Danaus chrysippus chrysippus (Plain Tiger) is rather common in Singapore. It has a characteristic of a slow meandering flight and moves forward with a few wing beats followed by a short spell of gliding. This is an unpalatable poisonous species that some birds and lizards would avoid. The chemical substances that deter the predators are mostly assimilated by the caterpillar in the larval stage and then passed on to the adult through the pupa.
Here is another shot of the Danaus melanippus hegesippus (Black Veined Tiger). There were three individuals sighted. This male Black Veined Tiger decided to take a few seconds of afternoon nap, allowing me to get a distant shot. In Singapore the genus Spindasis has two species S. lohita senam (Long Banded Silverline ) and this one S. syama terana (Club Silverline). The silvery lines on the black bordered streaks on the underside wings make this species unique and attractive. Some of us spent quite some time photographing this beauty. Generally, it is not too difficult to photograph this species as it usually remains quite docile on its perch. However, when it took off, it flew so fast that we had difficulties following its course. Fortunately, it has a tendency to perch again nearby. This is another shot of the same specimen which has lost one of the tails. What a pity ! On first look, this specimen looks like a S. lohita senam (Long Banded Silverline). In fact this is another specimen of S. syama terana (Club Silverline) because there are 3 disjoint spots on the underside forewing in space 1b and the forewing basal reddish black streak runs almost parallel to the costal margin as compared to the L-shaped streak on S. lohita senam.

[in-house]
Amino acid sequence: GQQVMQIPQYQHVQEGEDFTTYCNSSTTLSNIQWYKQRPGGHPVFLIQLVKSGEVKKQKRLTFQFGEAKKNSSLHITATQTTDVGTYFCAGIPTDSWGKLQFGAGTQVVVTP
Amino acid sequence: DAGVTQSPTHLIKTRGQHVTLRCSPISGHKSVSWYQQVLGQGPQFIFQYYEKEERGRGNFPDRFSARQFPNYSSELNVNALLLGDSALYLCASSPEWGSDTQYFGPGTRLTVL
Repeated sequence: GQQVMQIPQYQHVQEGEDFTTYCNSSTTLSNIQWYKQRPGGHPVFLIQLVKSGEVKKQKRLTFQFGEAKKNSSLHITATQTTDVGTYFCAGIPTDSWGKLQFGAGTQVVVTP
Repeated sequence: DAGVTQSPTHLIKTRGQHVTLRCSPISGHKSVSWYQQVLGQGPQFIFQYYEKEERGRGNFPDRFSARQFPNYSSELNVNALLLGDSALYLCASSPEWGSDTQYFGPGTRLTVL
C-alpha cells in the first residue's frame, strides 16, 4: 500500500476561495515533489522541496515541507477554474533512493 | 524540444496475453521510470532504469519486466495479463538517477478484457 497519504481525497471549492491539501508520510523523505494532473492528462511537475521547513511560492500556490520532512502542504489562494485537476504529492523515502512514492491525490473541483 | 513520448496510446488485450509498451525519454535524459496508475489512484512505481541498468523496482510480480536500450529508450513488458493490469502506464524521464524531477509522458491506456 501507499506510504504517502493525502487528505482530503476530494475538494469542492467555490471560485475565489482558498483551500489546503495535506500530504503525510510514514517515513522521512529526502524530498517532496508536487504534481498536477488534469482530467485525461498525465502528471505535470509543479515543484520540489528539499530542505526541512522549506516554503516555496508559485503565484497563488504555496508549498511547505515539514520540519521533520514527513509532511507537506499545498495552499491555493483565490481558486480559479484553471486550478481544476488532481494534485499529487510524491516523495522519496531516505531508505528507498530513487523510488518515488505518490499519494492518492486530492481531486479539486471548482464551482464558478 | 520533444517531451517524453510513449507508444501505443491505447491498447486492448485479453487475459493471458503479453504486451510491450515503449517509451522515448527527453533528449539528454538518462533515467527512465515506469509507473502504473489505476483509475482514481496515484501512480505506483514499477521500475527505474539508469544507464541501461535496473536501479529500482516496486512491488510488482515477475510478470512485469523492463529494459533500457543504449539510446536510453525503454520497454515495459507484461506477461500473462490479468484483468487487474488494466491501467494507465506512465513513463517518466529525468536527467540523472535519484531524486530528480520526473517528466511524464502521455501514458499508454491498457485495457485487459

Muntingia calabura (Cherry Tree) (Family : Elaeocarpaceae ) is a fast-growing and common evergreen wasteland shrub which can grow on poor soils. The leaf arrangement is simple and alternate and the margin of the hairy leaves are toothed. The bisexual flowers are quite small and white in colour, bearing round and flashy fruits.
This is a Katydid I suppose. It was so well-camouflaged that I almost missed it. I didn't really pay attention to dragonfly during this outing. However, I could not resist taking a shot on this cooperative female Neurothemis fluctuans.

A very small wasp-like critter appeared in front of me from nowhere. The awkward angle that it landed on the dry flowers giving me no chance of getting a satisfactory frontal shot.

This was my third or fourth visit to this remote site (for me) in the western part of Singapore. I believe there is a good potential of discovering rare critters here.

Friday, May 15, 2009

Bidens pilosa @Wild Wild West 9 May (Part 1)

To promote ButterflyCircle (BC) and butterfly photography, Mark, a young and enthusiastic member of BC organized an outing at the Butterfly Lodge on 9 May. Some of us also helped out in clarifying doubts raised by the participants. A group picture can be found here and here.